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Literacy and Numeracy Skills and Labour Market Outcomes in Australia

Staff working paper

This paper by Anthony Shomos and Matthew Forbes was released on 29 May 2014. It profiles the literacy and numeracy skills of Australia's adult population and assesses how important they are for two labour market outcomes – employment and wages.

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  • Key points
  • Media release
  • Contents
  • Adult literacy and numeracy skills contribute to wellbeing in many ways. At an individual level, they are central to social and economic participation.
    • Literacy and numeracy skills are a core part of a person's human capital.
    • They also support the development of other forms of human capital, including knowledge, other skills and health.
  • Some Australians have low (level 1 or below) literacy and numeracy skills. In 2011-12:
    • 14 per cent of Australians could, at best, read only relatively short texts from which they were able to locate only a single piece of information.
    • 22 per cent could only carry out one&ndashstep or simple processes such as counting where the mathematical content is explicit with little or no text or distractors.
  • At the other end of the skill distribution, 16 per cent of Australians had high (level 4/5) literacy skills and 12 per cent had high numeracy skills in 2011-12.
    • People with high literacy skills can make complex inferences and evaluate subtle truth claims or arguments in lengthy or multiple texts.
    • People with high numeracy skills can understand a broad range of mathematical information that may be complex, abstract or embedded in unfamiliar contexts.
  • Most Australians have skills somewhere between these levels. Groups with relatively low literacy and numeracy skills include: people with low levels of education; older persons; people not working; and immigrants with a non-English speaking background.
  • Compared with other countries in the OECD, Australia performs above average on literacy but average in numeracy.
  • Higher literacy and numeracy skills are associated with better labour market outcomes (employment and wages). Econometric modelling shows that:
    • an increase in literacy and numeracy by one skill level is associated with an increased likelihood of employment of 2.4 and 4.3 percentage points for men and women, respectively
    • an increase in literacy and numeracy skills is associated with a similar increase in the probability of employment, whether a person had a degree, diploma/certificate or Year 12 education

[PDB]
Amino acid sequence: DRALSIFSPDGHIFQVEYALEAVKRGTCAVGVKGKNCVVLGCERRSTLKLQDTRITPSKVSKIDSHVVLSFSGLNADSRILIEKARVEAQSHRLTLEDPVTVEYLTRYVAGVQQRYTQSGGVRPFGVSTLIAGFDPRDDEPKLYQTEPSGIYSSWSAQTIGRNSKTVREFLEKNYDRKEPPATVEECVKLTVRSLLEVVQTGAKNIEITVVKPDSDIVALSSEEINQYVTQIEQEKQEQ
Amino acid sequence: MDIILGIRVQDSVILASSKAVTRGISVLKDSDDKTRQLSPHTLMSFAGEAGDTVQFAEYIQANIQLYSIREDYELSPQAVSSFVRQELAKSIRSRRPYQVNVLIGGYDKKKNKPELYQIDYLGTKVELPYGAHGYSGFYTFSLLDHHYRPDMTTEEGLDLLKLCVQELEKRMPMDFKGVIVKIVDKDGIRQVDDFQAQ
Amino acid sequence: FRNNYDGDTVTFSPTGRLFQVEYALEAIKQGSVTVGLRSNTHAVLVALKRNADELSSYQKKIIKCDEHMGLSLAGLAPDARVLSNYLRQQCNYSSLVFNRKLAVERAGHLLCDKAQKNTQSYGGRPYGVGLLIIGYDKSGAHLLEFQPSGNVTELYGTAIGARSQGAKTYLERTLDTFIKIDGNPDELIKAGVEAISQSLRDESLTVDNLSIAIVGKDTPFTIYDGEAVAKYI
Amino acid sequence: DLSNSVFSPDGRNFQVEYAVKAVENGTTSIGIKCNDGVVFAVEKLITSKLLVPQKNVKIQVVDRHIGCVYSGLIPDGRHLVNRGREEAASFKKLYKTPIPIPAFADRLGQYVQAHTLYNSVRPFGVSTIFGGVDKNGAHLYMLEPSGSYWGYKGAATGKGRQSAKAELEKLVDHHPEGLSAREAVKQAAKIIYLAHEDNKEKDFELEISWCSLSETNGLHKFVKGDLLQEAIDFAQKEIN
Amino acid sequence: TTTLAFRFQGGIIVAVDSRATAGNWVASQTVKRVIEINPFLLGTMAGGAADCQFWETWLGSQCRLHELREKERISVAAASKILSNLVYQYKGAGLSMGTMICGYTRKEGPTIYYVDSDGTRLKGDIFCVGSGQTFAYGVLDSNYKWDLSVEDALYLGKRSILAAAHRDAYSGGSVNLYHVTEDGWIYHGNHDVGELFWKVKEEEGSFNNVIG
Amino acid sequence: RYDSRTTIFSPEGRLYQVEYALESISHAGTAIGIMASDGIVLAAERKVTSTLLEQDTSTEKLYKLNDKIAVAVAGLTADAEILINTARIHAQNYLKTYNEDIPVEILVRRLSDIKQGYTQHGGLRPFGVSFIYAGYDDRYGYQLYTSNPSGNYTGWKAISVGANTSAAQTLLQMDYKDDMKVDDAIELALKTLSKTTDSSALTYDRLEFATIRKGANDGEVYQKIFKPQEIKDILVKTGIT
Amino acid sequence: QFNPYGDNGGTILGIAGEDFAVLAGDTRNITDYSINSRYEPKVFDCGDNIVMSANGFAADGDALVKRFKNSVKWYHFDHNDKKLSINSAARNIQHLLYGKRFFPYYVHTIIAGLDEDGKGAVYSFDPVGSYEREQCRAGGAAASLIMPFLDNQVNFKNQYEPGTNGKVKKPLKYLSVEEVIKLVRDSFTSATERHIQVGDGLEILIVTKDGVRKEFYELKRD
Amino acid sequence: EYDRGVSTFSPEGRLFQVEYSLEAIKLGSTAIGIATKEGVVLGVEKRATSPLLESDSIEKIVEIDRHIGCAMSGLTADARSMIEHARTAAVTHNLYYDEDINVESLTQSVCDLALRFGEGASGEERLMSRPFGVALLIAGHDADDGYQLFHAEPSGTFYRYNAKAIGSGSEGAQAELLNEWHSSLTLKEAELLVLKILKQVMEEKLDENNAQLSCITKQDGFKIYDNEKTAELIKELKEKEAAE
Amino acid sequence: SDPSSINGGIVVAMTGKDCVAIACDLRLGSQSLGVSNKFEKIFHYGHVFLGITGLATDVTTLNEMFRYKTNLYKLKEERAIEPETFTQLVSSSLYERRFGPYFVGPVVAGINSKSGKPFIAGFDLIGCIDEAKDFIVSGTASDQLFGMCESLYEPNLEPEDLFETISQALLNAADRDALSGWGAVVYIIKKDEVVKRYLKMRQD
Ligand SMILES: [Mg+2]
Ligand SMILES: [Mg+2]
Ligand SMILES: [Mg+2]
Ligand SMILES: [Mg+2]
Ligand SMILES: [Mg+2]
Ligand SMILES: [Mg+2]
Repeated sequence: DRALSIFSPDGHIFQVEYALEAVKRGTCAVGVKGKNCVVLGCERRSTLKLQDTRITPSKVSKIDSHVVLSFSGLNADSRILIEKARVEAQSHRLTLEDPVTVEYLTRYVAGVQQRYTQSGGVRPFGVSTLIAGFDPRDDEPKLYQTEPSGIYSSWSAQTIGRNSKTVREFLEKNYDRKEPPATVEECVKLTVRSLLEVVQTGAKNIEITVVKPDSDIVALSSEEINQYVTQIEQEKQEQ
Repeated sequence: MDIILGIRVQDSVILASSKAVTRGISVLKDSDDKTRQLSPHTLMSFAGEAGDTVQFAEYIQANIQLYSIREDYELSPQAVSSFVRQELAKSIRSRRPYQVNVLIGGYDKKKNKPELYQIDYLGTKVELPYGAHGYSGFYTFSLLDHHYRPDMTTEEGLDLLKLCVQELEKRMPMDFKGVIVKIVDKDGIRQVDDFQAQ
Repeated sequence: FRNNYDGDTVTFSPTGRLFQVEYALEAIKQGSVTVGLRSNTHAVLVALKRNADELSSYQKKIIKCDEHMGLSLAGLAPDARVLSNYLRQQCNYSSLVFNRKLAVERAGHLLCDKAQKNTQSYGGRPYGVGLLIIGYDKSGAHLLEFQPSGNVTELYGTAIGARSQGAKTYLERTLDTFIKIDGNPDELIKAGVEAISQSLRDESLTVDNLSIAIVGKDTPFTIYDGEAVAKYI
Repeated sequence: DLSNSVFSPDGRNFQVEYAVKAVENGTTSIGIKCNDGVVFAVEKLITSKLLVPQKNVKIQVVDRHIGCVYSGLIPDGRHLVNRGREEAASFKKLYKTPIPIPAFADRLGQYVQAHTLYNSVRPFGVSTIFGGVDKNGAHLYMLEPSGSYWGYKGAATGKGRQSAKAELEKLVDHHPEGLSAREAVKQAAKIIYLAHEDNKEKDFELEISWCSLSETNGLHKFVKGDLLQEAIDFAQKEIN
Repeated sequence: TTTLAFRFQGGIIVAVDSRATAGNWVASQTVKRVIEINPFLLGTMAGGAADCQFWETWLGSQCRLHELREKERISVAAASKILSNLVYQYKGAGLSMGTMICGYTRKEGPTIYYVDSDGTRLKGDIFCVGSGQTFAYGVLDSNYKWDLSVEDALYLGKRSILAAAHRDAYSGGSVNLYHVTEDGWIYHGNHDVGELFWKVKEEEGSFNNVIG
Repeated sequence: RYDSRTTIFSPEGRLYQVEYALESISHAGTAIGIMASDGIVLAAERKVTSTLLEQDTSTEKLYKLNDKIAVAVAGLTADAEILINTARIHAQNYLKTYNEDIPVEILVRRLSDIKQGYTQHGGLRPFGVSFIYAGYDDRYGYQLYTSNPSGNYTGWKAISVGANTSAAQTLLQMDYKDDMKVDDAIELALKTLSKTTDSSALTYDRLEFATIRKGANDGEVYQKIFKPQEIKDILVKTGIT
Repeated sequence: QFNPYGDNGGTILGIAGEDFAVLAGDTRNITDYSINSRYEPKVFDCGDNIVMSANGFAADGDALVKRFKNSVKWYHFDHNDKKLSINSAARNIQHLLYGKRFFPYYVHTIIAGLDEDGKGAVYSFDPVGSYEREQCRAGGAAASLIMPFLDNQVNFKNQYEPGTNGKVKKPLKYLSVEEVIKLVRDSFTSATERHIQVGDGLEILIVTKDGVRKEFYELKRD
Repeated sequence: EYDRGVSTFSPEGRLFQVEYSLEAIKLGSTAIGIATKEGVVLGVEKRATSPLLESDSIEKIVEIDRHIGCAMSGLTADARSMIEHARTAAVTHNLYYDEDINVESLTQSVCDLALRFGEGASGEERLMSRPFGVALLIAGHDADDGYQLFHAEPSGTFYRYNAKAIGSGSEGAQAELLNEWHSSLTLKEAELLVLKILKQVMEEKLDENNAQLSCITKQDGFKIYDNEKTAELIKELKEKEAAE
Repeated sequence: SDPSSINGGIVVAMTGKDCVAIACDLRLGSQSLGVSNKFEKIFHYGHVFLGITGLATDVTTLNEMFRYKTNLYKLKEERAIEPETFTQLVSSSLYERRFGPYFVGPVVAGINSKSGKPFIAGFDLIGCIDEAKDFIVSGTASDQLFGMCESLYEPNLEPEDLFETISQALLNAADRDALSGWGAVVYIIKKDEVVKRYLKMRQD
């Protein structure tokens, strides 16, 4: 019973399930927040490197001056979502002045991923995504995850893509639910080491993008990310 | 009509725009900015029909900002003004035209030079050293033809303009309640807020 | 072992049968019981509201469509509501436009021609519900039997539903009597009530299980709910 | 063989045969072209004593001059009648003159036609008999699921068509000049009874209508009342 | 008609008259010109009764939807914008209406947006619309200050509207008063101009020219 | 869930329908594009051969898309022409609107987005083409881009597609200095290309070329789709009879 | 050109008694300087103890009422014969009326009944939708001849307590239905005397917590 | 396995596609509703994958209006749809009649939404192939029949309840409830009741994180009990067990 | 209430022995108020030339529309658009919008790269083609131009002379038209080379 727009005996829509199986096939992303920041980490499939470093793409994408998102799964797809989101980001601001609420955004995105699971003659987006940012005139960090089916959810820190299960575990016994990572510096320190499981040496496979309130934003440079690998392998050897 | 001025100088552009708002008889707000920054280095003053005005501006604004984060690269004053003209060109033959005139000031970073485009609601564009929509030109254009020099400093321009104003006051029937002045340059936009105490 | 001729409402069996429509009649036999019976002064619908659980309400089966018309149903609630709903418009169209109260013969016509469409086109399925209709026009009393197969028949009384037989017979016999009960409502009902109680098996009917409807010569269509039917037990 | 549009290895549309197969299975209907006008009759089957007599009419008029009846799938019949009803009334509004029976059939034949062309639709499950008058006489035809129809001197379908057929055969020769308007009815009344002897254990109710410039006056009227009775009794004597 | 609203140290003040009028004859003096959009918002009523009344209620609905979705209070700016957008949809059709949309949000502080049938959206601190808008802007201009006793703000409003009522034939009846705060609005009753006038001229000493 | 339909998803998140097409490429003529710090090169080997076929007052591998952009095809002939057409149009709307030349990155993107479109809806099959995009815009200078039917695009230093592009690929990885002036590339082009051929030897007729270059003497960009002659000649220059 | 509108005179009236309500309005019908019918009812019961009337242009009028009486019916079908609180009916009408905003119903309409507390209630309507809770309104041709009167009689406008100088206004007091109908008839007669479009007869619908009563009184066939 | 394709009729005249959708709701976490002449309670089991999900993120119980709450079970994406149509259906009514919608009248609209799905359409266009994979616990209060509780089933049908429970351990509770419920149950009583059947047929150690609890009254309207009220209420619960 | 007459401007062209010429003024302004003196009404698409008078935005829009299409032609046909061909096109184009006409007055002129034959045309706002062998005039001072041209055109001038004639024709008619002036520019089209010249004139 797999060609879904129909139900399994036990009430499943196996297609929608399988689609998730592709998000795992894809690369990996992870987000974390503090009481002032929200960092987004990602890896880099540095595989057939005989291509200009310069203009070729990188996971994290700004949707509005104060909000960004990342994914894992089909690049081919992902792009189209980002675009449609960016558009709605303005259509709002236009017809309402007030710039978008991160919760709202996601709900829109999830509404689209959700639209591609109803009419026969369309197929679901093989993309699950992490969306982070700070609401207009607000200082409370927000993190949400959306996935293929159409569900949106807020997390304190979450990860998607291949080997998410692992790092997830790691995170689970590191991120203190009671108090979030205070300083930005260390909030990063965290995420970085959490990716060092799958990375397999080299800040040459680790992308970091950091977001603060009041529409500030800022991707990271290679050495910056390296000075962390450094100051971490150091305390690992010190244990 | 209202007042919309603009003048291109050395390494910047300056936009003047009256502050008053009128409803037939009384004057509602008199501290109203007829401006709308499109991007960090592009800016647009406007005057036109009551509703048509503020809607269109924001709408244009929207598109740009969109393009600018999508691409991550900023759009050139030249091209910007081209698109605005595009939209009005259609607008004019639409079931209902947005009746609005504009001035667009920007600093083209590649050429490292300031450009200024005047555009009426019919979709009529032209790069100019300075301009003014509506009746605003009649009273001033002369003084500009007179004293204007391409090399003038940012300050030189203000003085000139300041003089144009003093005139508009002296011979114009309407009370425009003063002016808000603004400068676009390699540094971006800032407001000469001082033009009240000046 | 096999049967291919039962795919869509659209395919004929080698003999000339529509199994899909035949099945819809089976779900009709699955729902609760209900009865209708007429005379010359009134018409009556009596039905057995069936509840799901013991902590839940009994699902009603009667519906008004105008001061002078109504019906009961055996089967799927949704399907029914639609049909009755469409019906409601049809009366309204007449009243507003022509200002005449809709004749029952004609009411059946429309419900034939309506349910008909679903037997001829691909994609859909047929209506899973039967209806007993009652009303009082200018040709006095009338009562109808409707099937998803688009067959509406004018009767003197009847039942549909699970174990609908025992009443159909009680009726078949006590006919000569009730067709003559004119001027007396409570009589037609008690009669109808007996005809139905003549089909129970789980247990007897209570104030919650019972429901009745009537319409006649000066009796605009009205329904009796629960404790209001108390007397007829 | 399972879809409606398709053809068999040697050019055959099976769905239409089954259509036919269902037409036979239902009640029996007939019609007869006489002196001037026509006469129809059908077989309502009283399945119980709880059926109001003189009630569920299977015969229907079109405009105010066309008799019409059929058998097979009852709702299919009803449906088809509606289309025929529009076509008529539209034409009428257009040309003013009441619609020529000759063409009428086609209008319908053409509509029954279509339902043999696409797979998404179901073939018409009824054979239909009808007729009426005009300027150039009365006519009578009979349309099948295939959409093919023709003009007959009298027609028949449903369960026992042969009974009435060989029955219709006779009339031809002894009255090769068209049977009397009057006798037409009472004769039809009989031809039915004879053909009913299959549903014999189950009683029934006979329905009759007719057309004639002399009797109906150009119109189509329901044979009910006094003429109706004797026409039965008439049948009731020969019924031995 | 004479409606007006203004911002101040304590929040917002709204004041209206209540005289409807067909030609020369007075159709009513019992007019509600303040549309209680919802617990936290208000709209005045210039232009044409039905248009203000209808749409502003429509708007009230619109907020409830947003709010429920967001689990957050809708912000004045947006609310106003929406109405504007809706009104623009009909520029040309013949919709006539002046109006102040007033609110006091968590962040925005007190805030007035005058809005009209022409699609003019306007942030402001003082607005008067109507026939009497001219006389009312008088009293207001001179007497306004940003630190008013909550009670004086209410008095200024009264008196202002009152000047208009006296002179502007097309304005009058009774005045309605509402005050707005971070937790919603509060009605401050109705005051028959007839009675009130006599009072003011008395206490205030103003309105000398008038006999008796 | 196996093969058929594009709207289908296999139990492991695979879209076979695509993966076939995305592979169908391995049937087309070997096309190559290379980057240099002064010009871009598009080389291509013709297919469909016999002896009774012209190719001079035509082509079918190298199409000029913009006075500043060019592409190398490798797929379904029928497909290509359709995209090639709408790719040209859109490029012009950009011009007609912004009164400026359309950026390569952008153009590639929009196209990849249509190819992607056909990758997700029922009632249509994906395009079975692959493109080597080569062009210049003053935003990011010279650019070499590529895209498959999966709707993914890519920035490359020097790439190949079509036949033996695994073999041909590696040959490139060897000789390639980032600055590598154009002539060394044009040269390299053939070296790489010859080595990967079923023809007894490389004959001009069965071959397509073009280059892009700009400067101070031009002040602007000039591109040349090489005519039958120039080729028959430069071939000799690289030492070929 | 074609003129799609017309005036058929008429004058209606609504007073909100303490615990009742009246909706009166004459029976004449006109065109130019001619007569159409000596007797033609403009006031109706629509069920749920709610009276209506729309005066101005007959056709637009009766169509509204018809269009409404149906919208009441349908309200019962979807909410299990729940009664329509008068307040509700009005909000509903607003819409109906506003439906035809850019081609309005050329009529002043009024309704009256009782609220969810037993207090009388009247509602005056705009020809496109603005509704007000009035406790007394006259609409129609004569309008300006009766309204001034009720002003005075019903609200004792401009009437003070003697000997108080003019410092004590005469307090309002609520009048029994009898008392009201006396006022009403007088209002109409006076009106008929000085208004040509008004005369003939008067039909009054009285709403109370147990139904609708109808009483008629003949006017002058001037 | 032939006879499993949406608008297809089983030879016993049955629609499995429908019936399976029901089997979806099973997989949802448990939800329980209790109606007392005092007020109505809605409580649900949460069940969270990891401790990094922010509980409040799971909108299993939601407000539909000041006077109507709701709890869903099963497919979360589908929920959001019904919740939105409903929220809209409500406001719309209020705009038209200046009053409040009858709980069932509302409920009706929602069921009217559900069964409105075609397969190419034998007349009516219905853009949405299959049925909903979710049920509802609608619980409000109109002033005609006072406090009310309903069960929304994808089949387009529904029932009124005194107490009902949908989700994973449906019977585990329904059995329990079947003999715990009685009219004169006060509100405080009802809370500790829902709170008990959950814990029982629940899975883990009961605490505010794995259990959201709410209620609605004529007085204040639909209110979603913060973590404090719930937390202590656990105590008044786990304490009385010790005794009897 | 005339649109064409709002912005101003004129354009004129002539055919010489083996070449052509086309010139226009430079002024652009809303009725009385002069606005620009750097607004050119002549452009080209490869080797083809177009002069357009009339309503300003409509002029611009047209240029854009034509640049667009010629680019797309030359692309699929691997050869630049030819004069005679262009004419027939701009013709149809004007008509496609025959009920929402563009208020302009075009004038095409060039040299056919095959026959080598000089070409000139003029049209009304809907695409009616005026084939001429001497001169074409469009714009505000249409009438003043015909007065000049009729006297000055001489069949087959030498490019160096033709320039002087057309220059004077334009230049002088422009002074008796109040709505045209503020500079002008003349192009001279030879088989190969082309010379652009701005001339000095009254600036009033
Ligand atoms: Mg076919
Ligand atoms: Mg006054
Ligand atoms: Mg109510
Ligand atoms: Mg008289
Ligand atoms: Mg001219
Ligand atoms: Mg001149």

• an increase in literacy and numeracy by one skill level is associated with about a 10 per cent increase in wages for both men and women. This positive association is equivalent to that of increasing educational attainment from Year 11 to Year 12 or to a diploma/certificate
    • up to 40 per cent of the association between education and employment is attributable to literacy and numeracy skills. These results are consistent with education providing many other attributes of human capital that are valued in the workplace
    • more than half of the 'penalty' that affects the wages of people with a non-English speaking background is explained by their lower literacy and numeracy skills.

Background information

Patrick Jomini (Assistant Commissioner) 03 9653 2176

Australian adult literacy above OECD average

Australian adults are above the OECD average in literacy but only average in numeracy, according to a staff paper released by the Productivity Commission.

The Staff Working Paper — Literacy and Numeracy Skills and Labour Market Outcomes in Australia, by Anthony Shomos and Matthew Forbes — analyses the profile of adult literacy and numeracy skills in Australia, and how important those skills are for labour market outcomes.

The authors found a strong positive association between skills and labour market outcomes. Modelling results show that a one-level increase in skills, approximately equivalent to the difference between completing Year 12 education and completing Year 11 (or lower), is associated with:

  • an increased probability of employment of about 2 percentage points for men and about 4 percentage points for women
  • an increase in wages of about 10 per cent, for both men and women.

The authors found a high correlation between literacy and numeracy — that is, someone with low literacy skills is also likely to have low numeracy skills.

Much of the positive association between education and employment is attributable to literacy and numeracy skills. However, the results also suggest that improved education provides many other attributes of human capital that are valued in the workplace.

Background information

Patrick Jomini (Assistant Commissioner) 03 9653 2176

Requests for comment / other

Leonora Nicol (Media and Publications) 02 6240 3239 / 0417 665 443

  • Preliminaries
    • Cover, Copyright and publication details, Contents, Acknowledgments, Abbreviations and Key points
  • Chapter 1 Introduction
    • 1.1 Human capital, literacy and numeracy — why the policy interest?
    • 1.2 Framework linking human capital and labour market outcomes
    • 1.3 Previous research
    • 1.4 Outline for the rest of the paper
  • Chapter 2 A profile of literacy and numeracy skills in Australia
    • 2.1 How are literacy and numeracy skills defined and measured?
    • 2.2 A profile of literacy and numeracy skills in Australia
    • 2.3 Literacy and numeracy skills by labour market outcomes
  • Chapter 3 Modelling and results
    • 3.1 Model and variables
    • 3.2 Results
    • 3.3 Conclusion
  • Appendix A Literacy, numeracy and problem solving measures in PIAAC
  • Appendix B Descriptive statistics
  • Appendix C Estimation results
  • References

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